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President Trump at the White House. Photo: Chip Somodevilla/Getty Images

This White House leaks like there’s no tomorrow.

The big picture: The leaks come in all shapes and sizes: small leaks, real-time leaks, weaponized leaks, historical leaks. Sensitive Oval Office conversations have leaked, and so have talks in cabinet meetings and the Situation Room. You name it, they leak it.

  • My colleague Mike Allen, who has spent nearly 20 years covering the White House, says we learn more about what's going on inside the Trump White House in a week than we did in a year of the George W. Bush presidency.
  • This White House leaks so much that meetings called to bemoan leaks begin with acknowledgement the bemoaning will be leaked, which is promptly leaked...by several leakers in a smallish room.

Why does this White House leak like it’s going out of style? I reached out to some of the Trump administration’s most prolific leakers — people who have been wonderful sources to me (and, I assume, plenty of other reporters) — to get them to explain the draw.

  • "To be honest, it probably falls into a couple of categories,” one current White House official tells me. "The first is personal vendettas. And two is to make sure there's an accurate record of what's really going on in the White House."
  • "To cover my tracks, I usually pay attention to other staffers' idioms and use that in my background quotes. That throws the scent off me," the current White House official added.
  • "The most common substantive leaks are the result of someone losing an internal policy debate," a current senior administration official told me. "By leaking the decision, the loser gets one last chance to kill it with blowback from the public, Congress or even the President."
  • "Otherwise," the official added, "you have to realize that working here is kind of like being in a never-ending 'Mexican Standoff.' Everyone has guns (leaks) pointed at each other and it's only a matter of time before someone shoots. There's rarely a peaceful conclusion so you might as well shoot first."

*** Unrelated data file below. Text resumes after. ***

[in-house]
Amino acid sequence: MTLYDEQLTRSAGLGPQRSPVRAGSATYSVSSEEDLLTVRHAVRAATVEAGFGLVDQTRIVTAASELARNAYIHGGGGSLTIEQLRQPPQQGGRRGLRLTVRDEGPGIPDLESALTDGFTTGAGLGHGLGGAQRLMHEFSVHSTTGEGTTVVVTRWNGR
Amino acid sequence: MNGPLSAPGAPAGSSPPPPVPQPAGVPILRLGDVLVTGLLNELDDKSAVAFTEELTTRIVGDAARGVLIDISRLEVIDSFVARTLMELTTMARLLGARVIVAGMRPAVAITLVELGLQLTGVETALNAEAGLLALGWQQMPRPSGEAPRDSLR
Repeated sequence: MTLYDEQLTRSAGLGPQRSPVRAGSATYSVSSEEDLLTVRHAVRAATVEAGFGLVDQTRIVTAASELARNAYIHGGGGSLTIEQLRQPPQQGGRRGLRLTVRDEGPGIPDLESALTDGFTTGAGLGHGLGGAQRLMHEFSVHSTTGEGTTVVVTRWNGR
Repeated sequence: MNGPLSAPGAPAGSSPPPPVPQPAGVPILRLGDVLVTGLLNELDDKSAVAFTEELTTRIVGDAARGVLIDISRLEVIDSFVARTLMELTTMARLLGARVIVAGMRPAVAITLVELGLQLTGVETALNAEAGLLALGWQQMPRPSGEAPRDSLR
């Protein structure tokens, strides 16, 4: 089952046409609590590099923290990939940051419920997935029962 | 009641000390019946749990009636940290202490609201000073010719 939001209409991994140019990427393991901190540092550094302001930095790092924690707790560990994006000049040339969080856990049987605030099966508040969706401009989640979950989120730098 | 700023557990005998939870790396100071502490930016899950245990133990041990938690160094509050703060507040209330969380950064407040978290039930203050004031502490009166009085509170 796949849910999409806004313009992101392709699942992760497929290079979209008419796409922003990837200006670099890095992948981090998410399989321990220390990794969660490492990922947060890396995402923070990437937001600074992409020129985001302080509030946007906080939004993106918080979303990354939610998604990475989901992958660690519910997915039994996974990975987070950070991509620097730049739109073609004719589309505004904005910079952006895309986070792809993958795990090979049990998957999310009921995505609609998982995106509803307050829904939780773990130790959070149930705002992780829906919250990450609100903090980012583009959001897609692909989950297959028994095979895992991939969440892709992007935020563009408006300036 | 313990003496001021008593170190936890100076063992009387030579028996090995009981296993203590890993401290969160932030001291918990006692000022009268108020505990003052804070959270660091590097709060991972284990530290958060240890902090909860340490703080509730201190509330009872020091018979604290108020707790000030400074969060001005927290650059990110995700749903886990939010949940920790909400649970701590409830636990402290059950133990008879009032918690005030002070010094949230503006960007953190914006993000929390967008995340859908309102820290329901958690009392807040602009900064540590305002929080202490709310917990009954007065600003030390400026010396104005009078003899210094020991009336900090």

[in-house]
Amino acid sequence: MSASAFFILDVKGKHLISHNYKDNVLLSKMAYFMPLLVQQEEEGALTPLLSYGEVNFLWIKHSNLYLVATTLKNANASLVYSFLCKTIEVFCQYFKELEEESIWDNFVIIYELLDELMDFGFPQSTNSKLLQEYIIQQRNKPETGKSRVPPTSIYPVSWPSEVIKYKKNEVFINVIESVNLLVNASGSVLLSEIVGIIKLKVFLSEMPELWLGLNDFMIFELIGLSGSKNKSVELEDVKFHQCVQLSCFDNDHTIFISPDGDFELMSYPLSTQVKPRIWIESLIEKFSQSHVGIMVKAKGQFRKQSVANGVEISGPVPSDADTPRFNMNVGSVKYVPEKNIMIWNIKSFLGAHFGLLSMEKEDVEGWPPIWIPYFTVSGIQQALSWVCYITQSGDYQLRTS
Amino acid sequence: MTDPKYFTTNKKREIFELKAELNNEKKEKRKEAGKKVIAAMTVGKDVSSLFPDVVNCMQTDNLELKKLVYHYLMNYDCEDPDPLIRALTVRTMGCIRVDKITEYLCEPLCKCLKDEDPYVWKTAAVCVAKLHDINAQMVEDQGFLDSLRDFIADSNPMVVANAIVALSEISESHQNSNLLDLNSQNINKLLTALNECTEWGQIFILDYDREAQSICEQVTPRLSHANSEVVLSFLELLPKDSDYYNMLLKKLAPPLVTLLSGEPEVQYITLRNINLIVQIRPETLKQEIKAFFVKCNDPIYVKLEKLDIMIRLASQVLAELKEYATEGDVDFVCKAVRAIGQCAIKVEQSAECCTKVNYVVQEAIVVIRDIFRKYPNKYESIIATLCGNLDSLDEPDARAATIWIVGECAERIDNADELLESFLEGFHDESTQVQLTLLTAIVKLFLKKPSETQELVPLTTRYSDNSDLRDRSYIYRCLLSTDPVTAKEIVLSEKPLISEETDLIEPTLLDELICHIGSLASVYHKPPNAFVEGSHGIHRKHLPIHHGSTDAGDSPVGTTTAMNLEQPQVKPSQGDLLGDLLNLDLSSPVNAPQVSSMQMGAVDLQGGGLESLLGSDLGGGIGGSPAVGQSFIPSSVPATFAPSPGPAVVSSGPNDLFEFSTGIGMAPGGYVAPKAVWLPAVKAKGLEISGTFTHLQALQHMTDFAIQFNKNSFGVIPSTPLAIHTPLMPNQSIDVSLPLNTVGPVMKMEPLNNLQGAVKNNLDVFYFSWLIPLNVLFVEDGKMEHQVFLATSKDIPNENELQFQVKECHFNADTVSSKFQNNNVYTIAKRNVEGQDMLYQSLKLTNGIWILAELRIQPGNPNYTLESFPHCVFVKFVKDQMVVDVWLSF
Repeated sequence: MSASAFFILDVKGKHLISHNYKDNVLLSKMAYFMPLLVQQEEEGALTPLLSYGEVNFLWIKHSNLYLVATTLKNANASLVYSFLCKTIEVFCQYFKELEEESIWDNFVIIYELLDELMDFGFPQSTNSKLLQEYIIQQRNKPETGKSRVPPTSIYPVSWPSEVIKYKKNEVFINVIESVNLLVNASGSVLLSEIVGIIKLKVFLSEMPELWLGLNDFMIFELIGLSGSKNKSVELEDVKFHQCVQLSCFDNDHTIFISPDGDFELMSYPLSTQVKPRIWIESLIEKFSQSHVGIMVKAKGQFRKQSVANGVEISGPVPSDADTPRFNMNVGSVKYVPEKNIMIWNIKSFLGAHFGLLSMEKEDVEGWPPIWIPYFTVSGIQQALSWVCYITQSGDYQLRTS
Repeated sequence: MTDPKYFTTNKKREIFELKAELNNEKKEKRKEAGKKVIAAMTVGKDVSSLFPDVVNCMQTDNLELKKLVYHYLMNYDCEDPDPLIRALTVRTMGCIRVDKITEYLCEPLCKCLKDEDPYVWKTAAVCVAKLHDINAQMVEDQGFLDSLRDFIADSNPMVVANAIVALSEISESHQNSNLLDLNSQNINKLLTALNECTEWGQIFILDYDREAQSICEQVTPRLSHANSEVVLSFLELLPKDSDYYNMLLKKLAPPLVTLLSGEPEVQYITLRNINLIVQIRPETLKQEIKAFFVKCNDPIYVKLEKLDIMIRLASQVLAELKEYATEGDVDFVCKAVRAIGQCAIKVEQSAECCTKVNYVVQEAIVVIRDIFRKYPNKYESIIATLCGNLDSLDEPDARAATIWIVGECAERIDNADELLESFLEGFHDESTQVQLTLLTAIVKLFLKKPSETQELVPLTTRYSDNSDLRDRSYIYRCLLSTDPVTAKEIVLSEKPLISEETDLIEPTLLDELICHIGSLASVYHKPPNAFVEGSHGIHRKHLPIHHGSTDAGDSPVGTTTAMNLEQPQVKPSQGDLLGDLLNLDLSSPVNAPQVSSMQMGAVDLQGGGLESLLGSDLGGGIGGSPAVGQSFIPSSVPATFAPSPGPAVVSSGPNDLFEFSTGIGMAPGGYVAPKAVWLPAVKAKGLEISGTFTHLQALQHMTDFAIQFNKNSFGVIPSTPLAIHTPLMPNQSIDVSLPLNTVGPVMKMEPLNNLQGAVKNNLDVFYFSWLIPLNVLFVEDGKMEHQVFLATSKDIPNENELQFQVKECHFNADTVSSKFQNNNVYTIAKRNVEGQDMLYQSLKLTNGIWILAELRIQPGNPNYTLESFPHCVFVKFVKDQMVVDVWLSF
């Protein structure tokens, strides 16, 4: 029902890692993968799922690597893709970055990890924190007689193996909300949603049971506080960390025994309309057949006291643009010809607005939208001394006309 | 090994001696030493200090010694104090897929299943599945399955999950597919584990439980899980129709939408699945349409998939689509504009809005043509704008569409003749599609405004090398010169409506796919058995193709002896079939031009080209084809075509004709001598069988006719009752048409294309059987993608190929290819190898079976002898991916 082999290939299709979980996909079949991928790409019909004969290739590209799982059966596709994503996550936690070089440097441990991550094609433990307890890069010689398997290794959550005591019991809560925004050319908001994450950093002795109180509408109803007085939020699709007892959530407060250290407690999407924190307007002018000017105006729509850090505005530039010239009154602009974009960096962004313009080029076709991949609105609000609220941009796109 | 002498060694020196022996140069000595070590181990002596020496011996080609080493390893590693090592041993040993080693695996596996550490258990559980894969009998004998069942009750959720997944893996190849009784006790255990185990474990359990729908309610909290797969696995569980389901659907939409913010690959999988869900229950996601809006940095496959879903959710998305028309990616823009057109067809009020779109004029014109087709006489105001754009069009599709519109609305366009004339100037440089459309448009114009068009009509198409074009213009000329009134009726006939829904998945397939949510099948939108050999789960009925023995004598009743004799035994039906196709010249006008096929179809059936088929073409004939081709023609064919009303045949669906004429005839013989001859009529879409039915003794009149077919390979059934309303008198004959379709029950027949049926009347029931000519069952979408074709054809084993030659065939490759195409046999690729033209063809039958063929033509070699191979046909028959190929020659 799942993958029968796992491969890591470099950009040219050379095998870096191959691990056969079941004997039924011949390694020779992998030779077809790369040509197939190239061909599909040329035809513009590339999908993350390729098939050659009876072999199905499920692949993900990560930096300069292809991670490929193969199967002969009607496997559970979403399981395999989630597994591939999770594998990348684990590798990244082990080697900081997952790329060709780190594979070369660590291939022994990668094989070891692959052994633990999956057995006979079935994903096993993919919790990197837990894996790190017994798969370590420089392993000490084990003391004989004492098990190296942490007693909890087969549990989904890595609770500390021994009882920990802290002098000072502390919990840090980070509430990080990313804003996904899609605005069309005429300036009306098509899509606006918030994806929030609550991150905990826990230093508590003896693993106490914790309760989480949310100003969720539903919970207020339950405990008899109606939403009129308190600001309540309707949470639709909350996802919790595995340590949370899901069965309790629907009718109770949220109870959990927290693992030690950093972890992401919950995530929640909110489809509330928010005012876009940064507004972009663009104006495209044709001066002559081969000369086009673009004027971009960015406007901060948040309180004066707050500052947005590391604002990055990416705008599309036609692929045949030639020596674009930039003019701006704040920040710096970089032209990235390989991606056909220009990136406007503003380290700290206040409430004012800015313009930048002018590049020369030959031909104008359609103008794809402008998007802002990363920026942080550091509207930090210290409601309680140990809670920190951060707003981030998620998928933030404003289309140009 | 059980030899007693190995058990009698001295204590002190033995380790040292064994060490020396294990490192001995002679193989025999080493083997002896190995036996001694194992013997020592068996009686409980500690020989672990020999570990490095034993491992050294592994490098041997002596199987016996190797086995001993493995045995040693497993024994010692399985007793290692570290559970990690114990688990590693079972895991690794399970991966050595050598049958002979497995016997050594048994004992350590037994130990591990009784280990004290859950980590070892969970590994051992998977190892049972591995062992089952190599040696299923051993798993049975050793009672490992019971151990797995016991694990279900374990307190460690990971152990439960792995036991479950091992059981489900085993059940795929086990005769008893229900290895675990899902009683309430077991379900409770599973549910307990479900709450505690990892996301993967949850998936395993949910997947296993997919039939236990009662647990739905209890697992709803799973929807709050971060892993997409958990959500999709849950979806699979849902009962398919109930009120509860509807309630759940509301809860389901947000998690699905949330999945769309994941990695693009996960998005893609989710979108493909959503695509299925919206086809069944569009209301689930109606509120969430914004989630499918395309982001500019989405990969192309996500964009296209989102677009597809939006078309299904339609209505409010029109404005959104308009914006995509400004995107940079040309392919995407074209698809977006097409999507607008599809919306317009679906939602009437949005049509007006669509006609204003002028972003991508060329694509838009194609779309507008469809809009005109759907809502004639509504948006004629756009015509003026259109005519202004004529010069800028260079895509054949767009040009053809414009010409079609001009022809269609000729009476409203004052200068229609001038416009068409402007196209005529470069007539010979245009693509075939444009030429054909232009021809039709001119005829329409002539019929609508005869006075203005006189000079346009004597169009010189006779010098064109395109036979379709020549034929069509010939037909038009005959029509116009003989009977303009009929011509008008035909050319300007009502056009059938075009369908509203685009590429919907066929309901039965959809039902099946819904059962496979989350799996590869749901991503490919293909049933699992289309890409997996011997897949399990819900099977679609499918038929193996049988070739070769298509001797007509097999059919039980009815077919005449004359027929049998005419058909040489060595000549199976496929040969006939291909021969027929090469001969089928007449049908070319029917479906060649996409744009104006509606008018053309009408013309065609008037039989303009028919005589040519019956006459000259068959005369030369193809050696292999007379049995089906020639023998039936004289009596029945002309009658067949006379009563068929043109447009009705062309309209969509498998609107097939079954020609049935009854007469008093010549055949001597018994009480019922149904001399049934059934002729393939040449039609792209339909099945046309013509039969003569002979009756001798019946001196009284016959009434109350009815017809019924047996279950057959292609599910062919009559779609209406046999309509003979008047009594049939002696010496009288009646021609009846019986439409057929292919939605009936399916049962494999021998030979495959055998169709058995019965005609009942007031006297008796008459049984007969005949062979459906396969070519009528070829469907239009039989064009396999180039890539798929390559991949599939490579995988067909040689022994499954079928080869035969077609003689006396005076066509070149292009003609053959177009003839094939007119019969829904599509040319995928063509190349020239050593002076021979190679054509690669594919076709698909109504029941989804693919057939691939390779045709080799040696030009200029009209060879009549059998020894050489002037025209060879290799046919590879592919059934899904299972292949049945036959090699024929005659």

A former senior White House official who turned leaking into an art form made a slightly more nuanced defense of the practice. "Leaking is information warfare; it's strategic and tactical — strategic to drive narrative, tactical to settle scores,” the source said.

  • Another former administration official said grudges have a lot to do with it. "Any time I leaked, it was out of frustration with incompetent or tone-deaf leadership,” the former official said.
  • “Bad managers almost always breed an unhappy workplace, which ultimately results in pervasive leaking," the former official added. "And there has been plenty of all those things inside this White House. Some people use leaking to settle personal scores, or even worse to attack the President, but for me it was always to make a point about something that I felt was being unjustly ignored by others."

Be smart: To any would-be leakers who are considering the practice, I'm also told leaking is pretty fun. Give me a call if you'd like to try it out.

Go deeper

GOP implosion: Trump threats, payback

Spotted last week on a work van in Evansville, Ind. Photo: Sam Owens/The Evansville Courier & Press via Reuters

The GOP is getting torn apart by a spreading revolt against party leaders for failing to stand up for former President Trump and punish his critics.

Why it matters: Republican leaders suffered a nightmarish two months in Washington. Outside the nation’s capital, it's even worse.

Erica Pandey, author of @Work
3 hours ago - Economy & Business

The limits of Biden's plan to cancel student debt

Data: New York Fed Consumer Credit Panel/Equifax; Chart: Axios Visuals

There’s a growing consensus among Americans who want President Biden to cancel student debt — but addressing the ballooning debt burden is much more complicated than it seems.

Why it matters: Student debt is stopping millions of Americans from buying homes, buying cars and starting families. And the crisis is rapidly getting worse.

Why made-for-TV moments matter during the pandemic

Photo illustration: Sarah Grillo/Axios. Photos: Erin Schaff-Pool, Biden Inaugural Committee via Getty Images

In a world where most Americans are isolated and forced to laugh, cry and mourn without friends or family by their side, viral moments can offer critical opportunities to unite the country or divide it.

Driving the news: President Biden's inauguration was produced to create several made-for-social viral moments, a tactic similar to what the Democratic National Committee and the Biden campaign pulled off during the Democratic National Convention.